The Regress Argument tnemugrA ssergeR ehT

Infinite Regress Computer ScreenThe regress argument (or the argument of infinite regress) is a philosophical concern held in epistemology. The worry follows from the structure that we use to arrive at justified beliefs, namely that every conclusion requires a premise. In other words, when you ask someone how he/she arrived at a given conclusion you expect them to provide some rationale or evidence supporting it; if he/she tells you that there is absolutely nothing to support that conclusion then you would probably disregard it. This is more succinctly displayed in formal logic, i.e. if p then q, p so q; to merely say q so q would be begging the question, which means that you are presupposing the conclusion in its premises. Here is where the problem appears, if every conclusion requires a premise then every premise must itself require an earlier premise, given that one must conclude that a premise is true in order to use it reliably, so where does it end? It would seem that there is an infinite regress of premises, which ultimately undermines all of them. After all, how can we confidently draw any conclusions from premises that are themselves infinitely in question? This argument therefore threatens the supposition that we are capable of forming reliable beliefs through reasoning.

Responses to the Regress Argument

There are two candidate responses to this argument. One is foundationalism, which proposes that there are some fundamental bedrock beliefs that are self-justifying. These beliefs are typically considered to reside in introspection, for instance I can confidently believe that I perceive myself to be typing on a keyboard without any evidence other than that very perception itself. Foundationalists claim that the regress problem can be solved by supposing that all of our external beliefs are fundamentally resting upon introspective ones.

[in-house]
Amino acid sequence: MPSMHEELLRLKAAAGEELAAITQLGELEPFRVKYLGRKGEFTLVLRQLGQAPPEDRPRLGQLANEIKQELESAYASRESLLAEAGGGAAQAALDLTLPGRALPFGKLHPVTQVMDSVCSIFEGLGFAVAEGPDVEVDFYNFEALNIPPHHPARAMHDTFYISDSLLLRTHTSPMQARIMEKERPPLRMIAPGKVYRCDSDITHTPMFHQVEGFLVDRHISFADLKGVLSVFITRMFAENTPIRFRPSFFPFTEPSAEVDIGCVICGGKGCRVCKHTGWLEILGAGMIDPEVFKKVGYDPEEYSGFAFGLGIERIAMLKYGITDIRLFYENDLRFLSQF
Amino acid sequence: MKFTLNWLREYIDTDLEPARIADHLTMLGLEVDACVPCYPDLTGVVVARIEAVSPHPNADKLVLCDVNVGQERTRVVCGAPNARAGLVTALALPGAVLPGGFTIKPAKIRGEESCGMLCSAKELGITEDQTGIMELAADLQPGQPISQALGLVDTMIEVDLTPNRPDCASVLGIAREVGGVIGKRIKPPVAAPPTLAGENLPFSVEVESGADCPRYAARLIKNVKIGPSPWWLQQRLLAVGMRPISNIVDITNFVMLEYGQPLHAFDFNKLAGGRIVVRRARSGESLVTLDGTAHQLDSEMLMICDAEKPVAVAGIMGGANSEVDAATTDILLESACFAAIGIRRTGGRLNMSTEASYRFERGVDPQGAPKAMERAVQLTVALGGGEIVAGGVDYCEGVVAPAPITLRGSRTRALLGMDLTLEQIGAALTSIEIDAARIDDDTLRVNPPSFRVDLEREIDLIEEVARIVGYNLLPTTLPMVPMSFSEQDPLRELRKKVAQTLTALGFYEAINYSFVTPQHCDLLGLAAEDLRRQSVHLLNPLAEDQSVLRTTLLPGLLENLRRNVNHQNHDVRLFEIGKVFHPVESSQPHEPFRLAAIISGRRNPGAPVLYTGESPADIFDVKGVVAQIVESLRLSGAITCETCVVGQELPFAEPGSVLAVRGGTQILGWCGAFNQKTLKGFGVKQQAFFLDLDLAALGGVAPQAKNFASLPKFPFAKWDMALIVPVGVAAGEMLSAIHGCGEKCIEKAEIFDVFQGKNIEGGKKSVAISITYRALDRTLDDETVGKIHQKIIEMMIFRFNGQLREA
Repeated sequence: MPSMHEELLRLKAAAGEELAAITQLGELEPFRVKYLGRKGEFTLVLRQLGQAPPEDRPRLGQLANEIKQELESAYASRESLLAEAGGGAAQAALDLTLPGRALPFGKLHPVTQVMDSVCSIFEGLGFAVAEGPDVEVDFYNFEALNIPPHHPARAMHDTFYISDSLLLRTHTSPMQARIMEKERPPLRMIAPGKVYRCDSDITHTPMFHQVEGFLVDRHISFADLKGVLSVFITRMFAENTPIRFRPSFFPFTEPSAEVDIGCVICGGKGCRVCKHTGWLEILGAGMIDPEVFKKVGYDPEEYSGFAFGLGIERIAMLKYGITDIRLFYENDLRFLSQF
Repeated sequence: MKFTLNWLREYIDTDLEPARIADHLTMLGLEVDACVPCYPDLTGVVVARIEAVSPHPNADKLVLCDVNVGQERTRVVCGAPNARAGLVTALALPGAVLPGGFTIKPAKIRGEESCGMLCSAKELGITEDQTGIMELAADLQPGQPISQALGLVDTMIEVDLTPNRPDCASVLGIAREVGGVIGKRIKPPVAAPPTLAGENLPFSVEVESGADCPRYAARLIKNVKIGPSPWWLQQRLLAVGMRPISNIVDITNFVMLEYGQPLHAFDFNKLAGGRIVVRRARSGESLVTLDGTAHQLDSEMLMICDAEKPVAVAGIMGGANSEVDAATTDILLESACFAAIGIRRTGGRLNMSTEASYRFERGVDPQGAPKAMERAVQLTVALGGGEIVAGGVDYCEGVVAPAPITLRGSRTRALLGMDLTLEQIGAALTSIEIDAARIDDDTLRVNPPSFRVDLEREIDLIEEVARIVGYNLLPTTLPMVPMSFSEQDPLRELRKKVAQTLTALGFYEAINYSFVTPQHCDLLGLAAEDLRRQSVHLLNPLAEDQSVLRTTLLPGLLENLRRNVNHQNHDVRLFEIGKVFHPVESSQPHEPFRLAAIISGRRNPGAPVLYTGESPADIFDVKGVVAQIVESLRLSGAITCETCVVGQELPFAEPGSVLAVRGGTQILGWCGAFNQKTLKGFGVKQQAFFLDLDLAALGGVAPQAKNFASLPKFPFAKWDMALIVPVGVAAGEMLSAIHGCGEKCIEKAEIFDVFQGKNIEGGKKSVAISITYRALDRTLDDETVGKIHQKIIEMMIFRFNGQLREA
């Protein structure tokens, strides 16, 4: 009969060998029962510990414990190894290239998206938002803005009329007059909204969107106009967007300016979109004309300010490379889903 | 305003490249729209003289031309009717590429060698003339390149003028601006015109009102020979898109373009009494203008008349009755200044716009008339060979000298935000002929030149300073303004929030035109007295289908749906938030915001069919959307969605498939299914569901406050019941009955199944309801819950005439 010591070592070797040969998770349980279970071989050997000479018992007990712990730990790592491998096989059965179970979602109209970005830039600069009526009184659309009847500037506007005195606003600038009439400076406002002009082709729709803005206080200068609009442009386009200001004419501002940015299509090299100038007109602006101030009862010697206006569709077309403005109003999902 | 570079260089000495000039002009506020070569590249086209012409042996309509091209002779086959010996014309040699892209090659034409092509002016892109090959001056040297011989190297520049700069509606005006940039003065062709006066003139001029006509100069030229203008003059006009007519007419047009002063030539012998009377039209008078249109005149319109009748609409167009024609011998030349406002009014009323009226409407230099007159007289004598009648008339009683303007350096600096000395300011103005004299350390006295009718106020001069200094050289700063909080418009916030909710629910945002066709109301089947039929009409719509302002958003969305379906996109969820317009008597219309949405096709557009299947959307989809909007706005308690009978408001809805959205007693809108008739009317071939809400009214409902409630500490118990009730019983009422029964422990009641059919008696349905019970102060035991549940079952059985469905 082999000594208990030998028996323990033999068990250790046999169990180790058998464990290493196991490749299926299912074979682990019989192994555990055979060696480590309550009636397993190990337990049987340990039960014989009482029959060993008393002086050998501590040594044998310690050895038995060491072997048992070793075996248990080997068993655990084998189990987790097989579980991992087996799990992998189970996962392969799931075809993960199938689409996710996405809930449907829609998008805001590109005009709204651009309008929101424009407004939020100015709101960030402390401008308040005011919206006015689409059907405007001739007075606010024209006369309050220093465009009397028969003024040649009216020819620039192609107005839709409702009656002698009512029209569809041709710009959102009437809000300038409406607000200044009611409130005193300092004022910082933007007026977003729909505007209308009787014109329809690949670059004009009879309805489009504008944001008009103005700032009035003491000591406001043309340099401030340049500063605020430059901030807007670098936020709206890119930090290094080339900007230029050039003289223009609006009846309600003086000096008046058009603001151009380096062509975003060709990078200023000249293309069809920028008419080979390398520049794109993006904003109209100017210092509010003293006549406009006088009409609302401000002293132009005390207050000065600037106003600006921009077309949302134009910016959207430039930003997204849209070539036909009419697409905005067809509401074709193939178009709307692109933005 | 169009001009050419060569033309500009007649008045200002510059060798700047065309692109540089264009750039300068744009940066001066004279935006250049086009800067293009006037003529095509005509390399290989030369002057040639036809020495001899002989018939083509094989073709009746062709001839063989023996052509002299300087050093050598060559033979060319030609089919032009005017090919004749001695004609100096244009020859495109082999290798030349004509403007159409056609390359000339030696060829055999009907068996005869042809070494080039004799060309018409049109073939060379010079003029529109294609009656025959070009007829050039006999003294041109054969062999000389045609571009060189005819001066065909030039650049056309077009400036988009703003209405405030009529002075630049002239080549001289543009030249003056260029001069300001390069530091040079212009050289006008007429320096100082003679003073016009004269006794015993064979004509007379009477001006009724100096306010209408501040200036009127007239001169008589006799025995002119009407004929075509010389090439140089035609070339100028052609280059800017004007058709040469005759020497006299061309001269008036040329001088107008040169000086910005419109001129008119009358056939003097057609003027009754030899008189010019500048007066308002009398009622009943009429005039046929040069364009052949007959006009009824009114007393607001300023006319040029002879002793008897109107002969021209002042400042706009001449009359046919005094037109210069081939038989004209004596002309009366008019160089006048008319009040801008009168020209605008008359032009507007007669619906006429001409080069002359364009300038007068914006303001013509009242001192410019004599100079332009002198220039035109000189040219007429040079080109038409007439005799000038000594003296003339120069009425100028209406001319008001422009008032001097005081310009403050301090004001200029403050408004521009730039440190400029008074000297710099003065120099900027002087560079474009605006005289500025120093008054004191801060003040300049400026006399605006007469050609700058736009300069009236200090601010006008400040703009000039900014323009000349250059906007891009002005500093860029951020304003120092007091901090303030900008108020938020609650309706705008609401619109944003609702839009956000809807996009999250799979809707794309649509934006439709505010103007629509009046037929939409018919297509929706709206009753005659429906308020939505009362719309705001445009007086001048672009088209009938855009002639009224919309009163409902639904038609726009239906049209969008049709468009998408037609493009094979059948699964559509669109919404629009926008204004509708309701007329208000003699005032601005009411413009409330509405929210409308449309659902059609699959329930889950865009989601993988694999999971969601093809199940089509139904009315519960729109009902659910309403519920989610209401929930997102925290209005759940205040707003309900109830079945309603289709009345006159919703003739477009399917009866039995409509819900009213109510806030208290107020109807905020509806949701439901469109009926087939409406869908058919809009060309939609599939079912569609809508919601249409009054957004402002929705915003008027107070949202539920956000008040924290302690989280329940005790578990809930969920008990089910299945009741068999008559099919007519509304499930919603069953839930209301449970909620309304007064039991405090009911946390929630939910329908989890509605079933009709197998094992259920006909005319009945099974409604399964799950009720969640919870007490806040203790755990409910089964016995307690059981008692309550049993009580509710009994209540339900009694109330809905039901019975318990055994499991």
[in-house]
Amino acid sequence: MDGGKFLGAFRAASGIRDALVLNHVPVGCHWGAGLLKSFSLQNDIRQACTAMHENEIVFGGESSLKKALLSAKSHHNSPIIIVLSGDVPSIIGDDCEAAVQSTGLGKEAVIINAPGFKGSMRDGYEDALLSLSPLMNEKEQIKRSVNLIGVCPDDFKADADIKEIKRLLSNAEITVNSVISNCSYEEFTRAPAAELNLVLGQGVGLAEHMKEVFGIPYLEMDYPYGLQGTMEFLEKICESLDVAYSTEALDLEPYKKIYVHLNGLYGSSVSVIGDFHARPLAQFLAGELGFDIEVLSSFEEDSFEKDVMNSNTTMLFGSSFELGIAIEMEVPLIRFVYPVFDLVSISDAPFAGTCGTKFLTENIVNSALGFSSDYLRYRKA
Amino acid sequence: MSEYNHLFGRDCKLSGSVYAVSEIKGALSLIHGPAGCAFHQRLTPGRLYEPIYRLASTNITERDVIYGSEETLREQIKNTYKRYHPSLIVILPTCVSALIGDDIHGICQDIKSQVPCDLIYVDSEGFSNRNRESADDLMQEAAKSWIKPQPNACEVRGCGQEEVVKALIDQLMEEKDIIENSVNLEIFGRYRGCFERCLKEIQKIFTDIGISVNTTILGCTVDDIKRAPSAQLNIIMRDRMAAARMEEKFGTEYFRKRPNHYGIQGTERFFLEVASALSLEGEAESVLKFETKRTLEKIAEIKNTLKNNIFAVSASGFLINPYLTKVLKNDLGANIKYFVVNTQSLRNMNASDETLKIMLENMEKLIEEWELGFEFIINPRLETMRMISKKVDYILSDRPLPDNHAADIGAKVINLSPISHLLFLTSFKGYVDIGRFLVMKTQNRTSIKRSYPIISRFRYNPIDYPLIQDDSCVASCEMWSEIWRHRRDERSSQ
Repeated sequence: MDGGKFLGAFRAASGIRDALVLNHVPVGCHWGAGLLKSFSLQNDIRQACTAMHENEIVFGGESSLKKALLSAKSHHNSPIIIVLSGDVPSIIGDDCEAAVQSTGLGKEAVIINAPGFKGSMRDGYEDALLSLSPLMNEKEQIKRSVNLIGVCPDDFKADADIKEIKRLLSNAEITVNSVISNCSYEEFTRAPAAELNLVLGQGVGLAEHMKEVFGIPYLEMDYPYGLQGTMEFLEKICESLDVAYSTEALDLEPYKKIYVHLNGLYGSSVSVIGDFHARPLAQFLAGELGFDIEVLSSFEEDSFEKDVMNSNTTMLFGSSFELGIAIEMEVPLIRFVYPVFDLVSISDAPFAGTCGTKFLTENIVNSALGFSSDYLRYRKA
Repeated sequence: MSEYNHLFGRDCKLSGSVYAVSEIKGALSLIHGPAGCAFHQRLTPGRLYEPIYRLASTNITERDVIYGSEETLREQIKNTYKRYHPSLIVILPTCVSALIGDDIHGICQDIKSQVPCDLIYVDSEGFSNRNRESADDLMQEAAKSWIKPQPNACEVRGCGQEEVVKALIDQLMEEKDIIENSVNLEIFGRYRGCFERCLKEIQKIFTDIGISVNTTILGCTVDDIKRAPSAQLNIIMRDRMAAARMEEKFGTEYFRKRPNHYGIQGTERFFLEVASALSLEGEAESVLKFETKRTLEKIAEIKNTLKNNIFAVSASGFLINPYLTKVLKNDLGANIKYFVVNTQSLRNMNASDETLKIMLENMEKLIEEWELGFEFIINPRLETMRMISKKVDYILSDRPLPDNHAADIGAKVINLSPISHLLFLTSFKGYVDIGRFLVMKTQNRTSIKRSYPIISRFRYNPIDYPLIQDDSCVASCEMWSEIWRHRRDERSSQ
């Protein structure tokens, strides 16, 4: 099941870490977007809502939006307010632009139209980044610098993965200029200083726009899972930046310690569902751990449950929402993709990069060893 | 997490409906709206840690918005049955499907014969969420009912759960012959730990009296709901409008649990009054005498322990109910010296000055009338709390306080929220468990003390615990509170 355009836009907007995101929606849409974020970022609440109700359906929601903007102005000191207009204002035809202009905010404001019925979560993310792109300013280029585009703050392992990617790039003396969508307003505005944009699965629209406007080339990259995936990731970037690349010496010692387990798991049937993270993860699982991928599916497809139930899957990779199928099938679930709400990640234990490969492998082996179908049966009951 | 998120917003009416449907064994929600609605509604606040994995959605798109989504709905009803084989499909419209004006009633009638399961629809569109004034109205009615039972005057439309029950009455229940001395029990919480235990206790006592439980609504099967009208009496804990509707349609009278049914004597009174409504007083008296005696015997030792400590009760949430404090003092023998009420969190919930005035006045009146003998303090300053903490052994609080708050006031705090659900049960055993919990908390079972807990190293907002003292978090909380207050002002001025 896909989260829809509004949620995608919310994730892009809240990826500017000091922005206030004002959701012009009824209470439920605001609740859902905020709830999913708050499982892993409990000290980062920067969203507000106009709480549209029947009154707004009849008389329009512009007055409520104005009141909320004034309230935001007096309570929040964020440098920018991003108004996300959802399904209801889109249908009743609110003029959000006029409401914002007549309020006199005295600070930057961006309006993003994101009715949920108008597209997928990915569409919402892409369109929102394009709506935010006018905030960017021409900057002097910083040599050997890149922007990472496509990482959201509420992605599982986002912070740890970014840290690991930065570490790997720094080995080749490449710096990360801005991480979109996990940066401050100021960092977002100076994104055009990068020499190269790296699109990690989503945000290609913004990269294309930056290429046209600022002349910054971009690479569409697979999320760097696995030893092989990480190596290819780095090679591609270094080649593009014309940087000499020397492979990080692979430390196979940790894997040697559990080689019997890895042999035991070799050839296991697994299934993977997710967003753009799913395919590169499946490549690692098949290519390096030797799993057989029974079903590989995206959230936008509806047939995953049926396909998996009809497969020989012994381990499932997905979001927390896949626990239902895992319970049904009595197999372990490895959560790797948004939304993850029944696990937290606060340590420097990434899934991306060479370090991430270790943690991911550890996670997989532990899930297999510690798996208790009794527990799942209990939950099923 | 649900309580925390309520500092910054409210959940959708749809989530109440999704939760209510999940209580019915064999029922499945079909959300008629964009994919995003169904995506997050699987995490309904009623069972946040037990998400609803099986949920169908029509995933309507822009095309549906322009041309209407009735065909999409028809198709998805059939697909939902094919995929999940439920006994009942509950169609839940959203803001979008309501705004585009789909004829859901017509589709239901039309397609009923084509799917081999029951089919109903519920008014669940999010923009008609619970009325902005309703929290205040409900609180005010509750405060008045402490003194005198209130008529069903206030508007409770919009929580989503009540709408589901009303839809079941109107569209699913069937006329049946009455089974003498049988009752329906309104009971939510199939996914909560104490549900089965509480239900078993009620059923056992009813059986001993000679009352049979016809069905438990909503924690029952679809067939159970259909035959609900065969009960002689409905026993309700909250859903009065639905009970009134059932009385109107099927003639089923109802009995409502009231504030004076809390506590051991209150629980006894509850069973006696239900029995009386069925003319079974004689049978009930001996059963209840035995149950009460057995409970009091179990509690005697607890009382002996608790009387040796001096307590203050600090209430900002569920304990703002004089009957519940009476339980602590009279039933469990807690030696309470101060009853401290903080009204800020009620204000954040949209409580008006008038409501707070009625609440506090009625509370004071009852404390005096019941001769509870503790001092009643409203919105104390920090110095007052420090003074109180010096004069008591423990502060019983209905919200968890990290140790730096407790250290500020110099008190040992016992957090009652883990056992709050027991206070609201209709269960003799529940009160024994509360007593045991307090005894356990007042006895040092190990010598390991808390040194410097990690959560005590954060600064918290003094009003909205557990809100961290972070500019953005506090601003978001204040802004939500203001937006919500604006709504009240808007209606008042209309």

The second is coherentism, which claims that a belief is justified only if, and as long as, that belief fits into the overall system. Thus, as long as my beliefs all form a coherent belief-system, then it doesn’t matter if there is no bedrock, since every belief supports every other belief. In this view, if I adopt a new belief that is at odds with one that I already hold, then I must discard one of them or risk both of them.

Worries about these replies

It seems highly debatable that all of our beliefs are fundamentally formed from introspective observations, which renders foundationalism useless in legitimizing our beliefs about the external world. After all, when most people turn on a light in a room they don’t think “i see a light switch, thus there is a light switch, thus i can use it to operate the light”, rather it seems more direct than that. Many foundationalists will reply to this criticism by suggesting that there are introspective tacit beliefs in all belief formation; in other words, i merely fail to consciously perceive the full extent of the belief formation process in my mind. However, this criticism is supplemented by the concern that it seems difficult (if even possible) to reach beliefs about the external world from introspective beliefs, i.e. the fact that i see a keyboard doesn’t necessitate the existence of one.

The chief worry about coherentism can be seen as the reverse of that supplied for foundationalism. Where the requirements of forming justified beliefs seem too stringent in foundationalism, they seem too loose in coherentism. Consider the requirements of coherentism for a moment (as long as all of ones beliefs are coherent with each other then they are justified), someone can have utterly absurd beliefs as long as they are coherent with one another. For instance, I can become convinced that I am Napoleon and be justified in believing that as long as all of my other beliefs are distorted in such a way that they are coherent with it; perhaps I believe that it is the early 19th century, that I am in France, that people fear and admire me, despite all of (or at least some of :P) these facts being false, I would be justified in these beliefs according to the coherentist account. This clearly appears to be a wrong result, which gives coherentism the responsibility of specifying stricter requirements in their theory, as well as casting doubt on the validity of any coherentist answer to the infinite regress argument.

Conclusion

As you can see, the argument of infinite regress is a troubling one. Neither of these major responses are without great criticism, nor is the problem itself insignificant. I admit that when I first discovered this one I found it earth shattering (epistemically speaking), so hopefully I won’t be responsible for any one’s mental collapse by writing this :P. Until next time, examine, analyze, and adapt.

Posted in Legacy.

3 Comments

  1. I learned about it in a Theory of Knowledge class at Rutgers University, but I’m sure there is information about it on the Stanford Encyclopedia of Philosophy. You also might look into Outlines of Scepticism by Sexus Empiricus, which I believe is the origin of the argument. Sorry for the tardy reply.

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